Underscores are allowed

Greetings. I’m not sure if this is the right place to post bugs in the ENS documentation; if not, please redirect me.

Name Processing - ENS Documentation says “…prohibiting names containing forbidden characters such as underscores.” By my count, there are more than 30,000 names in ENS that have underscores in their names. I suspect that this section needs to be re-written to indicate that the rules are advisory, not mandatory, and that names that break the rules can definitely be registered.


This is because these names were registered before the normalization standard was implemented. Many people seemed to take the chance on the decision that was then in limbo; that the normalization would include certain characters.

ENSIP15 is the standard

There are a few threads here regarding the topic. They are quite lengthy. But they offer comprehensive discussion about implemented standards as well as resources to tools.

ENS Name Normalization
ENS Name Normalization (2nd thread)
DNS Collision
On-Chain Normalization

Hopefully this helps with anything else you might come across. If not–or require more in depth technicals–@raffy is the mastermind.

1 Like

I’m not sure that underscores are covered by the normalization rules. That is, many names like _primus.eth and _richardteng.eth were registered just recently

Do you have a count of other characters that are disallowed?

They are, see here: ENSIP-15: Normalization Standard - ENS Documentation

That character is allowed, but only at the start of a label.

That Name Processing page in the docs is old, before ENSIP-15 was approved, so that reference to “forbidden characters such as underscores” needs to be updated.


I’d suggest looking ens-normalize.js | ENSIP-15 in JS & normalization test page… There’s tons of invalid domains reg’d in ENS that’ll never pass normalization or resolve in browser… still we could even use “invalid” sub-domains to internally store text and metadata for our dapps.

Continuing the discussion from ENS Name Normalization:


> dig +noall +answer TXT _dnslink.namesys.xyz
> _dnslink.namesys.xyz. 300 IN TXT “dnslink=/ipns/k51qzi5uqu5dhhcu1pop9pynjg2g3l6vrlt379x6huzy2zhyg54o1u6csnuwi3”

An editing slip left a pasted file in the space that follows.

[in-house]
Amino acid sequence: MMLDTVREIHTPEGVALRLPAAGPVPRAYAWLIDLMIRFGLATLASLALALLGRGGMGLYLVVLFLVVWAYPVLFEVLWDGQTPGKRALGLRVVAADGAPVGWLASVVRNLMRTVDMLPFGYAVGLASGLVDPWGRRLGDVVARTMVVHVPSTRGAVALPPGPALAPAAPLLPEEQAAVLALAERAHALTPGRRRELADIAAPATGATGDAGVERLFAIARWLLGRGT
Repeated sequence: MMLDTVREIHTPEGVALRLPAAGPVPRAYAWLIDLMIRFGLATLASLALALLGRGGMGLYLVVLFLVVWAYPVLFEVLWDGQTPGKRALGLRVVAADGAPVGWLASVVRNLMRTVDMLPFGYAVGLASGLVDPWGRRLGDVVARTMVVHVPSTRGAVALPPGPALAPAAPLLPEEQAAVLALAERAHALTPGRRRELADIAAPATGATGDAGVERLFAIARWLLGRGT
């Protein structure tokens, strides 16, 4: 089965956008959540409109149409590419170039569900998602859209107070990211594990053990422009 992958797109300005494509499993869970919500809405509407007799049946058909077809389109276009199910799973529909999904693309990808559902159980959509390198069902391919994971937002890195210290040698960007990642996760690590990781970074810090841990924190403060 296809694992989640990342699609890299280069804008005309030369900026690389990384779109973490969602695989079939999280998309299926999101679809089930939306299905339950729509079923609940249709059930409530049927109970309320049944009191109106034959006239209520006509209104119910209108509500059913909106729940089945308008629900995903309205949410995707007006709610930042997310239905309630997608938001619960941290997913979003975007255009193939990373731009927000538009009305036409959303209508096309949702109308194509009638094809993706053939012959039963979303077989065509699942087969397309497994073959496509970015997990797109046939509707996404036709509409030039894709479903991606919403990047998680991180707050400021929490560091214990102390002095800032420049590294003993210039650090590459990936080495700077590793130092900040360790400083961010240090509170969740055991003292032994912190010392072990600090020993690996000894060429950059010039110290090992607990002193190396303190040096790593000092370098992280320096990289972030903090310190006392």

I was looking for working example for domain with _, found this over stackoverflow…


_666-.eth yes sir mine works fine i have a couple . i go crazy with it

“Allowed” depends on the context.

The onchain .eth Registrar Controllers that control issuance of direct subnames of .eth “allow” any characters. This includes underscores, “.”, invisible characters, etc… These smart contracts only validate a minimum length for direct subnames of .eth. Given ENS has decided to accept emojis and other special characters as valid there are reasons (technical, economic, etc…) why enforcing ENSIP-15 at the smart contract level doesn’t make sense.

ENS is more than “.eth” or direct subnames of “.eth”. Other name issuers exist other than the onchain .eth Registrar Controllers. These can all “allow” whatever policy they want for issuing names. For example, there are over 4 million cb.id names that are all ENS names. Or check out all the subnames of dcl.eth from Decentraland. Or check out https://www.my.box/

However, properly implemented ENS clients should all be following the ENSIP-15 ENS Normalize standard. A properly implemented ENS client does not “allow” names that fail to meet those standards.

Distilling this down:

  • Name Issuance: Doesn’t require enforcement of ENSIP-15.
  • Forward Name Resolution: A properly implemented client always enforces ENSIP-15.
  • Reverse Name Resolution: A properly implemented client always enforces ENSIP-15. If the primary name doesn’t pass ENS Normalize it should be as if the account has no primary name defined at all.

This means there can be ENS names that technically exist but are unreachable by a properly implemented ENS client.

That’s unfortunate complexity, but if developers building on ENS are educated on these careful details it is all manageable.

There’s several gotchas here that could be good to put more attention on in ENS developer docs. For example: ENS Normalize should be performed on all names read from the blockchain (directly or indirectly). This includes smart contract events, the ENS Subgraph, ENS primary names, etc… Depending on the features being built on ENS, a dev can build their apps improperly if they only perform ENS Normalize on the text input fields in their app.

1 Like

A post was split to a new topic: RFC5155 for ENS

dang bro just learned more in that paragraph then I have in the years in web 3! thanks now what you know about this error I’ve gotten for the last year lol

:joy: :joy:

Why are half my ens grayed out ( instead of blue) anyone know where to find out like a color chart or something?